The early years
Indiana University has had international connections almost from its inception. In 1836, two years before IU had formally attained university status, William Richard Harding left Ireland and became IU’s first foreign-born faculty member, as principal of the Preparatory Department. Beginning in 1836, IU students could study a modern language (French). International law was an explicit part of the original law curriculum in 1842. That same year, Henry Tanner, raised in London, England, became IU’s first foreign-born graduate.
David Starr Jordan, biologist and later university president, began study abroad tours to Europe in 1879. Elmer Bryan, IU professor of education, took a leave of absence in 1901 and became general superintendent of education in Manila. His connections opened IU’s first informal international exchange. By 1916, 17 IU graduates resided in the Philippines. In 1916 as well, an IU branch of the Cosmopolitan Club was established and for 50 years was a major force in fostering social interactions between domestic and international students on the Bloomington campus.
For a rural Midwestern university, these early interactions provided a window to the outer world, but the permanent institutional commitment to international education awaited the leadership of Herman B Wells. Early in his presidency, he joined a tour of senior university administrators to Latin America. Afterward, he declared, “All at once I became conscious of the world scene.” His support for IU’s international engagement was unfailing. He championed a program to teach Central Asian languages to army officers during World War II and supported its expansion into a Summer Language Institute, which continues to this day, teaching languages that go untaught at most universities. In 1949, Wells seized an opportunity for IU faculty members to assist Thailand in developing university-level training. He established a center for international students on the Bloomington campus in 1951.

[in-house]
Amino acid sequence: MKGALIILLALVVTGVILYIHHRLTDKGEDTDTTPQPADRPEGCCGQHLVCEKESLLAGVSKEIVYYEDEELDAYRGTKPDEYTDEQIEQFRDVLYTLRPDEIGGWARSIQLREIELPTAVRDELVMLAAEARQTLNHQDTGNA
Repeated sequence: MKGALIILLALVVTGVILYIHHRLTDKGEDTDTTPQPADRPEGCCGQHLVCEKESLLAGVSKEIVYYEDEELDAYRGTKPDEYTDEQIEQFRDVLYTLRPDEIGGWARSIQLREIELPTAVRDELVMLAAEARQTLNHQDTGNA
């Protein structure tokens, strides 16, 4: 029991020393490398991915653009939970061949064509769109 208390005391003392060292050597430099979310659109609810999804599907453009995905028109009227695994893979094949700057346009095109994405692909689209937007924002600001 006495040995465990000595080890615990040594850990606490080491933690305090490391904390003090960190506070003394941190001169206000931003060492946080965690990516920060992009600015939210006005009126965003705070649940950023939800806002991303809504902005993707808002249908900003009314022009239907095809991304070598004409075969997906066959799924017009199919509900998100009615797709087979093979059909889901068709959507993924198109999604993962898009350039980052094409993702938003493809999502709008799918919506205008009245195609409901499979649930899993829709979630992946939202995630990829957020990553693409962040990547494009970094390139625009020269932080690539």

Wells, pushing back against the isolationist sentiments of the United States during the 1950s, expanded IU’s international commitments with projects in Thailand, Brazil, and Pakistan. Academic offerings increased, especially in Russian and Chinese studies.
In 1959, Walter Laves, chair of political science and a prime mover in IU’s development efforts in Thailand, reported “a whole new dimension” for American universities with “the vast increase of foreign students from non-European countries.” Laves, concerned that students came with different language and cultural issues, proposed that the university secure a grant that would allow IU to provide a full semester of preparatory study at no cost to the student. He asserted the institutional value of this special accommodation, which “should make a major contribution to the development of effective relations between the United States and the newly developing countries of the world” and so “might lead to a larger new role for Indiana University in the education programs of students from all the newly developing countries.”
Philip Daghlian, chair of IU’s Foreign Student Committee, took up that mission. He proposed an IU Counselling Institute for Foreign Students that would provide special programs to address admissions standards and English and cultural preparation. The Advisory Committee on Foreign Students defended IU’s handling of what was then called the “foreign student problem” and asserted what became long-standing policy: international students must meet standard admissions requirements under the oversight of the Office of Admissions, be tested in English when they arrive and be put into remedial English if required, and that the Office of the Counselor for Foreign Students had a good orientation program that should be “continued and expanded.”
With the help of Professor Robert Shaffer, a colleague in the School of Business, and a grant from the U.S. Department of Health, Education, and Welfare, Associate Dean of Students Leo R. Dowling conducted a three-year research project aimed at measuring the impact of foreign students on their domestic counterparts. At a time when there were “pressures to limit nonresident enrollment in public institutions, to restrict housing and financial aid to resident students,” Dowling and Shaffer surveyed more than 500 students. The results of their survey “Foreign Students and Their American Student Friends,” published in 1966, included 22 general conclusions. Among these were (1) friendship with foreign students encourages American students to take a broader interest in national and international affairs, and (2) friendship with foreign students encourages American students to alter their future plans.